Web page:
It was really strange to be in the house with her not there. The emptiness of it was appalling. I hadn’t realized how much she filled the house until she died. Then it was totally empty. I’m thinking that it was many years later that I had the sense of her presence. I was not open to that at the time.

I don’t remember much about days after. I remember seeing the obituary in the paper, and I remember the dress she wore and I thought it was kind of a weird dress. In one of the obituaries I saw she was wearing that dress. I don’t have any memory of input into the details of that funeral. It was awful to be at home with George getting all the phone calls.

I remember being at the wake in the reception line and that was awful. Painful. I don’t like those anyway. I didn’t like it at Daddy’s funeral. The whole ritual. I would just as soon have not been there except it’s a little reality therapy.

What I remember about the funeral was Father C. talking about her. I remember being comforted by the fact that he took such a part in her funeral. Maybe that was the first time I was aware of him having such a connection with our family. He really seemed to have a sense of who she was.

I liked the cemetery. It seemed like such a nice place.

When I think about that period, I was just going through the motions. I was taking her place with George, housekeeping, tending the garden, stuff like that. I remember doing some canning. I remember getting some pressure from his friend N., “You oughta stay and take care of him.” It was getting to me. I was starting from a base of guilt. I began to feel it was expected of me. But yeah, I did want to get out of there. It was okay for a little while to be in her house and do some of the things that she used to do.  I was concerned about George, though, beyond guilt, about his special diet. I don’t know why I didn’t think he could take care of himself.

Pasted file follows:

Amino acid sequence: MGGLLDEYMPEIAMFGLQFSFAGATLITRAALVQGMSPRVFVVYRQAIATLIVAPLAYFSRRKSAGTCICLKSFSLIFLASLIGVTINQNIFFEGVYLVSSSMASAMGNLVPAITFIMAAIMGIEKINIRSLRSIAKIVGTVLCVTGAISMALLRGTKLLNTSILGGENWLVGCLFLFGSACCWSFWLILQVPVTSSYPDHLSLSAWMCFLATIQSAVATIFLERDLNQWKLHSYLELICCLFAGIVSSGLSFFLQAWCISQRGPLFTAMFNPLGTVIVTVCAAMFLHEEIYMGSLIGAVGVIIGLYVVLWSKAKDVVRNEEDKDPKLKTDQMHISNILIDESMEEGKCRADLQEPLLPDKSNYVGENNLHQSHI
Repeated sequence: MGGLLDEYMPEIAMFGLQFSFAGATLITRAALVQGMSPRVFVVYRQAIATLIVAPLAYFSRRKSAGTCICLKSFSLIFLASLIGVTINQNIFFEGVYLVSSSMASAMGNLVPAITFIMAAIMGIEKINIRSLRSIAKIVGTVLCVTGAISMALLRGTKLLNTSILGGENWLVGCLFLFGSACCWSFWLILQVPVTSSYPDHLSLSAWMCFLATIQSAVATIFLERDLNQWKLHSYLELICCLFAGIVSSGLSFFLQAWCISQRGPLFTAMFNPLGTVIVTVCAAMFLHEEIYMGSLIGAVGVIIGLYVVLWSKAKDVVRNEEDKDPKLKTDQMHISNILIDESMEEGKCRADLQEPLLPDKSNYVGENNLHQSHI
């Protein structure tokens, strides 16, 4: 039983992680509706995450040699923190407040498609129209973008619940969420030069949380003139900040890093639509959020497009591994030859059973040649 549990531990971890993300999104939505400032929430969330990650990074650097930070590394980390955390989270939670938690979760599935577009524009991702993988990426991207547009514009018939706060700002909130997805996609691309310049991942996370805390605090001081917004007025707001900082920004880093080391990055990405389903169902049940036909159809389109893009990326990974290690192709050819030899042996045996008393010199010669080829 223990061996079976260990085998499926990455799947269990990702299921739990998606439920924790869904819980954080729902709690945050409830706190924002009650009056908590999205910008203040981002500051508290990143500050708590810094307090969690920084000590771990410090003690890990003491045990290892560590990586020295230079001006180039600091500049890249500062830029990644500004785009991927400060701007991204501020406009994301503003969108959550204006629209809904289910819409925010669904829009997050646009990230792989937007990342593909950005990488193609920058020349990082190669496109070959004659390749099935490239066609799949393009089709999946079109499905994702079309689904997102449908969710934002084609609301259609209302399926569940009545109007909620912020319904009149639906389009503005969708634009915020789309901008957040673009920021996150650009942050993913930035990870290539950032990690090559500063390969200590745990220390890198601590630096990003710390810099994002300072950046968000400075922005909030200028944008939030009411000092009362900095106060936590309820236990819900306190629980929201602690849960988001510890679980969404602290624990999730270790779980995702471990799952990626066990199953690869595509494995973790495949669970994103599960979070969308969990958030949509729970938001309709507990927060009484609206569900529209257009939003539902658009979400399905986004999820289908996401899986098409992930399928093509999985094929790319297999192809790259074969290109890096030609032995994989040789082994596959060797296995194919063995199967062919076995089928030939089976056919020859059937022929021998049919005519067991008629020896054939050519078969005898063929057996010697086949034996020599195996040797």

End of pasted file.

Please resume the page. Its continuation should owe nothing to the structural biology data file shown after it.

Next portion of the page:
I would have been 27 when she died, and I’d say that probably for three or four years it was like it didn’t affect me much because I was stoned. A lot of the reason I was stoned was because of the pain of my relationship with her. I had believed in an afterlife, but during this period, if you had asked me, I would have told you, “This is it. There’s no life after it.”

You have to remember that in the context before her death, my life had not been good. After that there was a kind of winding down to the point where I was suicidal in 1980. I was 33. By that time, I had wound down as far as the drugs go. I think that I had stopped drinking, not by any conscious choice, it was just that I was getting so sick. As far as I was consciously aware, I had no connection with her over these years, but subconsciously I was running away.

The first time I had a strong sense of her presence was when I was living with E. It was triggered by all of what E. was going through with her daughter, seeing her sort of disappear. We didn’t now why at the time, but she was disappearing behind her face. It was the drugs, but we didn’t know at the time. I was closer to that in the parent experience than I ever had been before. I functioned as the father in the family, the responsible one. It was because of seeing things thought the parent’s eyes that this thing happened.

In the vision I could see me about four years old drifting away from her, being lost to her as a mother. The feeling of that vision was a sense of powerlessness to do anything about it. It wasn’t just in that vision. It was during the three or four months of going through that with E.’s daughter that I had a strong sense of her presence. I’ve never felt her presence as dramatically as that time.

I am sure she’s there. When I have the urge to call on her, I sit down and I write a letter to her. I can’t really prove it, but I have the sense when I sit down to write a letter that it doesn’t just go into the air.

Another way I’m aware of her in me, which I never would have admitted 10 or 15 years ago, is in terms of the gestures or some of the limiting ways I think about myself, and in terms of what’s become important to me. For example, I never used to be concerned with baking, decorating, housekeeping. I’m getting better at it and I can see the spiritual value of it. Something I thought of recently, because of all this environmental stuff, I used to think it was really funny how she would recycle stuff and eat yogurt. I guess this reevaluating will go on.

Susan was 27 when her mother died and 42 at the time of this interview.